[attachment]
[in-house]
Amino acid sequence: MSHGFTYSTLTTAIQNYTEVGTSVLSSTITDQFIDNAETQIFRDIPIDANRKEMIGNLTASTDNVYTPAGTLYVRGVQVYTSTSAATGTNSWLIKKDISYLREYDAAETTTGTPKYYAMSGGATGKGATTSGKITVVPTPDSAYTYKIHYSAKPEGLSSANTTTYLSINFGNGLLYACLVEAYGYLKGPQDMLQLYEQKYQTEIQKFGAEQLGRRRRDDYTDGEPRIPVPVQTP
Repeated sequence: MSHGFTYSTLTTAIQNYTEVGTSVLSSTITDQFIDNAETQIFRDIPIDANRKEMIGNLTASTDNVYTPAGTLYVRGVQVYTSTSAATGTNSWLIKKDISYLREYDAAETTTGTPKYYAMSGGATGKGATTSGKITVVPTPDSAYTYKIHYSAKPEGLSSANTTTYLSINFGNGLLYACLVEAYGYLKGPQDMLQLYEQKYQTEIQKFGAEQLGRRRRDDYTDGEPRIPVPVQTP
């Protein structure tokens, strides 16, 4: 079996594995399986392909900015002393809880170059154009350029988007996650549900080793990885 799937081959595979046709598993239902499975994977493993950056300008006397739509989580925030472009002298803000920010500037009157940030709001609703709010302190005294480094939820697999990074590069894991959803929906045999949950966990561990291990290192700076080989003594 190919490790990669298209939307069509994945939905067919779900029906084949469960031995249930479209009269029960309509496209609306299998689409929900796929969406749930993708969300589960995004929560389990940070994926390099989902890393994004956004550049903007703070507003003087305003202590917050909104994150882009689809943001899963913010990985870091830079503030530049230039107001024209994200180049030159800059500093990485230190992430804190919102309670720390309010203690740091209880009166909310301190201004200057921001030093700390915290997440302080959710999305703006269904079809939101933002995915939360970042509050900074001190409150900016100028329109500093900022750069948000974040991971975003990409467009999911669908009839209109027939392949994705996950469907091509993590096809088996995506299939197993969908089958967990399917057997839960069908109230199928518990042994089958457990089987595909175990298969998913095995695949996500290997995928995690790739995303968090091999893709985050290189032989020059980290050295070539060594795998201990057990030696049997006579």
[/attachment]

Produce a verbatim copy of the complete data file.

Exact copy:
[in-house]
Amino acid sequence: MSHGFTYSTLTTAIQNYTEVGTSVLSSTITDQFIDNAETQIFRDIPIDANRKEMIGNLTASTDNVYTPAGTLYVRGVQVYTSTSAATGTNSWLIKKDISYLREYDAAETTTGTPKYYAMSGGATGKGATTSGKITVVPTPDSAYTYKIHYSAKPEGLSSANTTTYLSINFGNGLLYACLVEAYGYLKGPQDMLQLYEQKYQTEIQKFGAEQLGRRRRDDYTDGEPRIPVPVQTP
Repeated sequence: MSHGFTYSTLTTAIQNYTEVGTSVLSSTITDQFIDNAETQIFRDIPIDANRKEMIGNLTASTDNVYTPAGTLYVRGVQVYTSTSAATGTNSWLIKKDISYLREYDAAETTTGTPKYYAMSGGATGKGATTSGKITVVPTPDSAYTYKIHYSAKPEGLSSANTTTYLSINFGNGLLYACLVEAYGYLKGPQDMLQLYEQKYQTEIQKFGAEQLGRRRRDDYTDGEPRIPVPVQTP
């Protein structure tokens, strides 16, 4: 079996594995399986392909900015002393809880170059154009350029988007996650549900080793990885 799937081959595979046709598993239902499975994977493993950056300008006397739509989580925030472009002298803000920010500037009157940030709001609703709010302190005294480094939820697999990074590069894991959803929906045999949950966990561990291990290192700076080989003594 190919490790990669298209939307069509994945939905067919779900029906084949469960031995249930479209009269029960309509496209609306299998689409929900796929969406749930993708969300589960995004929560389990940070994926390099989902890393994004956004550049903007703070507003003087305003202590917050909104994150882009689809943001899963913010990985870091830079503030530049230039107001024209994200180049030159800059500093990485230190992430804190919102309670720390309010203690740091209880009166909310301190201004200057921001030093700390915290997440302080959710999305703006269904079809939101933002995915939360970042509050900074001190409150900016100028329109500093900022750069948000974040991971975003990409467009999911669908009839209109027939392949994705996950469907091509993590096809088996995506299939197993969908089958967990399917057997839960069908109230199928518990042994089958457990089987595909175990298969998913095995695949996500290997995928995690790739995303968090091999893709985050290189032989020059980290050295070539060594795998201990057990030696049997006579």